| 8 December 2021, Wednesday |

Women to sue Qatar over invasive examinations at Doha airport: Sydney-based lawyer

A group of women who were subjected to invasive gynecological searches at Doha airport will sue Qatari authorities, seeking redress for an ordeal that drew international condemnation, their lawyer told AFP on Monday.

Late last year, women on 10 Qatar Airways flights from Doha, including 13 Australians, were subjected to the examinations as authorities searched for the mother of a newborn found abandoned in an airport bathroom.

The incident sparked outrage and raised questions about Qatar’s treatment of women as the Gulf state prepares to welcome thousands of foreign visitors for the 2022 FIFA World Cup.

Seven affected passengers are planning legal action, according to Damian Sturzaker of Sydney-based Marque Lawyers, to “send a message to Qatari authorities that you can’t treat women… in this manner.”

“The group of women experienced enormous distress on the evening in question, now just over a year ago, and they continue to experience distress, ill effects, and trauma as a result of what occurred,” he told AFP.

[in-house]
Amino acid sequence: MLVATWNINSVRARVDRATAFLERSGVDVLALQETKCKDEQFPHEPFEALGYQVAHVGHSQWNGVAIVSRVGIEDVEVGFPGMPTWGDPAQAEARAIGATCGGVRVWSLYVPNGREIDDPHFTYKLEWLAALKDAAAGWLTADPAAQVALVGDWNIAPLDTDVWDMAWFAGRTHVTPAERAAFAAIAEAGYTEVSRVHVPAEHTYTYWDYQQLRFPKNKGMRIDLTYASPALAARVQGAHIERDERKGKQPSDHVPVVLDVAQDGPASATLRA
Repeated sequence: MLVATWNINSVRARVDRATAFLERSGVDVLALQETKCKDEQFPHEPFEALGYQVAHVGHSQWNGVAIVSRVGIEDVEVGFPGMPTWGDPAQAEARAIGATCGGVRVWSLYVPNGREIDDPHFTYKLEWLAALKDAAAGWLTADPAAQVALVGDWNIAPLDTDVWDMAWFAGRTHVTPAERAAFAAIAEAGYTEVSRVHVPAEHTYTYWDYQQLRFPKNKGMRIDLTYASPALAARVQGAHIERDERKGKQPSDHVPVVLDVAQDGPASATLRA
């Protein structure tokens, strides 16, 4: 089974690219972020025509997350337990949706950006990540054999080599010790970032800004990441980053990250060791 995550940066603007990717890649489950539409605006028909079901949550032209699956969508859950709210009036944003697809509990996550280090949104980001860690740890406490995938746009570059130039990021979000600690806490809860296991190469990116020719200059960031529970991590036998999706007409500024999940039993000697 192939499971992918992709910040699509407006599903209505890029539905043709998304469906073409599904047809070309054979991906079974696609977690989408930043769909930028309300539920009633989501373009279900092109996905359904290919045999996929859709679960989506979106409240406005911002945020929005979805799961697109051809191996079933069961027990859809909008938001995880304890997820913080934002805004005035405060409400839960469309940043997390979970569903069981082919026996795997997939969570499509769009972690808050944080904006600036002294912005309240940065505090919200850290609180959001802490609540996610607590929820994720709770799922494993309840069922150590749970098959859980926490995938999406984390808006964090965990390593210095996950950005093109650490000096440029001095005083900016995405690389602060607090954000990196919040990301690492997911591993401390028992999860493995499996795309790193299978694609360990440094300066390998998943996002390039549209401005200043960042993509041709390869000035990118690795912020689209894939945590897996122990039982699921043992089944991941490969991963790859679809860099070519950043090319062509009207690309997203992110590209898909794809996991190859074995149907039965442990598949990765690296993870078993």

Sturzaker stated that the women were seeking a formal apology, compensation, and protection for future airport passengers.

Qatar is an ultra-conservative Muslim monarchy where sex and childbirth outside of marriage are illegal and punishable by imprisonment.

The country has struggled to persuade critics that its promises on women’s rights, labor relations, and democracy are credible in the run-up to the World Cup.

Faced with potentially devastating commercial and reputational damage as a result of the incident, Qatar vowed to ensure passengers’ future “safety and security.”

The prime minister of the country also apologized, and an airport police officer who oversaw the searches was reportedly convicted.

However, Sturzaker stated that the women were not informed of any changes to airport procedures and that their attempts to seek mediation were futile.

He went on to say that they now wanted to highlight their case ahead of the FIFA tournament to ensure that other travelers were well-informed before visiting Qatar.

“They should be aware that, despite the guise of a highly developed, highly modernized airport and national carrier, these events have occurred and there is nothing to prevent them from occurring again,” he said.

Qatar’s embassy in Canberra and Qatar Airways did not respond to requests for comment right away.

Sturzaker stated that the lawsuit against the Qatar Civil Aviation Authority, Hamad International Airport, Qatar Airways, and the country’s government would be filed in Australia within the next few weeks.